Wade Smith’s Afrocentric legacy | Education | Halifax, Nova Scotia | THE COAST

Wade Smith’s Afrocentric legacy

A decade after the beloved educator advocated for the idea, is Nova Scotia past-due for an Afrocentric school?

click to enlarge Wade Smith’s Afrocentric legacy
Wade Smith was the principal at Citadel High until his death earlier this year.

Andre Fenton barely made it to class in his first two years of high school. But the poet and activist eventually graduated with honours after finding inspiration in an Afrocentric literature course he took his senior year.

“If it wasn’t for that class, I would not be doing spoken word poetry,” says Fenton. “It influenced me to be who I am today as an artist and activist. It really helped build a foundation.”

Fenton says he felt invisible throughout his school years because of the more Eurocentric curriculum he was being taught. Having a class to learn about the sacrifices his ancestors made motivated him and offered a sense of belonging.

That was just one class. Imagine, Fenton says, the kind of confidence Black students could have—the healthy environment they could learn in—if there was an entire school based around Afrocentric learning.

It’s an idea first introduced in the ’90s and brought up again in 2006 by Wade Smith. An African Nova Scotian educator and the principal at Citadel High School, Smith previously brought forward the idea of implementing an all-Black, Afrocentric school in HRM in 2006. The education system as it was back then was failing Black students, said Smith, who suddenly passed away earlier this spring after a battle with cancer.

Eleven years ago, Smith’s words were criticized, taken out of context and disparaged nationally. But Karen Hudson, president of the Black Educators Association, says Afrocentric eduction isn’t synonymous with segregation like many people mistakenly believed. It’s more about centering African history.

“I’m a great believer in making children feel that they belong,” says Hudson. “When children feel they belong, they sometimes aspire to do better. Not just aspire, but they do better.”

It’s a belief shared by Halifax’s African Nova Scotian school board representative, Archy Beals. “It’s a whole way of thinking and a whole system that looks at how, we—people of African decent—value ourselves and a way of learning about ourselves,” he says.

Although Afrocentricity is sprinkled throughout the curriculum in all grade levels throughout the province, Beals says it’s still not where it needs to be. Most schools only offer Afrocentric classes in their senior years, but it’s not a mandatory course and works more like an elective.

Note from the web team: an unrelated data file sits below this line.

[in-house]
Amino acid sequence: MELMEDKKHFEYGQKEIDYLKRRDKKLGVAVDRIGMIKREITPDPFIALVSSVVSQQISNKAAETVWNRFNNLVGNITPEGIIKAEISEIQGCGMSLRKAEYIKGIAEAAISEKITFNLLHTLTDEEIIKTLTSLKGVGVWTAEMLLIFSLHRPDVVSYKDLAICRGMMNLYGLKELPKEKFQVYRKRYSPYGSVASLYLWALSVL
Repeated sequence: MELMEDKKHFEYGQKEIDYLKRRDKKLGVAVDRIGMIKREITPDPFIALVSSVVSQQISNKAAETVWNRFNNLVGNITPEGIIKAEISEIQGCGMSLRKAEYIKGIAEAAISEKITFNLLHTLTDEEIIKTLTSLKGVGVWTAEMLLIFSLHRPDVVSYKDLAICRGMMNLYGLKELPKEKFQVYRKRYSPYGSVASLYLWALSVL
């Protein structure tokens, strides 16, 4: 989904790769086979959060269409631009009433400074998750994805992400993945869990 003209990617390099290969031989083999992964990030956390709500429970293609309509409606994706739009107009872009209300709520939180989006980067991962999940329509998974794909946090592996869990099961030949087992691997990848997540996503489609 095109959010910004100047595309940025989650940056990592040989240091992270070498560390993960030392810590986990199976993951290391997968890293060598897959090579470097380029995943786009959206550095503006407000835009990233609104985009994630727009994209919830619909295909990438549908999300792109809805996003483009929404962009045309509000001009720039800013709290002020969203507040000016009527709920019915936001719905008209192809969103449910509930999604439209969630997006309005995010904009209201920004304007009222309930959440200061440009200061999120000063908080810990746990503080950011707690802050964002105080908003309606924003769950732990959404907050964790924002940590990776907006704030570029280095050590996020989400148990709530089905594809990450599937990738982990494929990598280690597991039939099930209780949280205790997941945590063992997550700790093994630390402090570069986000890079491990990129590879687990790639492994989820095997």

The BEA addresses this issue by offering multiple programs that cater to and assist African Nova Scotian students attending public school. The Cultural Academic Enrichment Program and Math Camp strive to strengthen student’s math and literacy skills, but also make it a priority that students feel connected to a wider history that’s sometimes excluded from the public education system.

Hudson says one of the concerns that African Nova Scotian parents have voiced to the BEA is wanting teachers to get more training in recognizing their African Nova Scotian history, in order to create better teacher-student relationships.

Educators “have to take the time to get to know the students and to know what issues they face, their values and their cultural background,” explains Hudson.

Schools that cater to certain cultures and religions already exist in Halifax, such as the Maritime Islamic Academy, Shaar Shalom and the Francophone schools run by the Conseil Scolaire Acadien Provincial. That’s not too different than having an Afrocentric school.

Still, Hudson isn’t sure if “people are open to having an Afrocentric school” or if “there is a difference” these days from when Smith advocated for the idea a decade ago. People like Beals are instead working within the current system to develop initiatives addressing the challenges African Nova Scotian students face—such as achievement gaps, self-worth and the impact Individual Program Plans can have on students.

Reports in the past few years from the Halifax Regional School Board have shown African Nova Scotian students are disproportionately affected by suspensions and IPP programs.

“It has negative consequences if you’re looking to pursue further education,” says Beals.

Striving for more Afrocentricity within the current public school system has made some improvements, but according to Hudson, African Nova Scotian students are not progressing at the same level as the wider student population.

“If they are not succeeding at the same level, then we have to change some of the practices that we do and shift the paradigm,” he says. “You can't keep having the same results.”

Implementing an Afrocentric school, like the kind found in Toronto, is “past due” according to Beals, but that decision can’t be made without listening to the community and its wishes.

“We have a foundation, but we have to put up the walls to the house, and that house being an Afrocentric education.”

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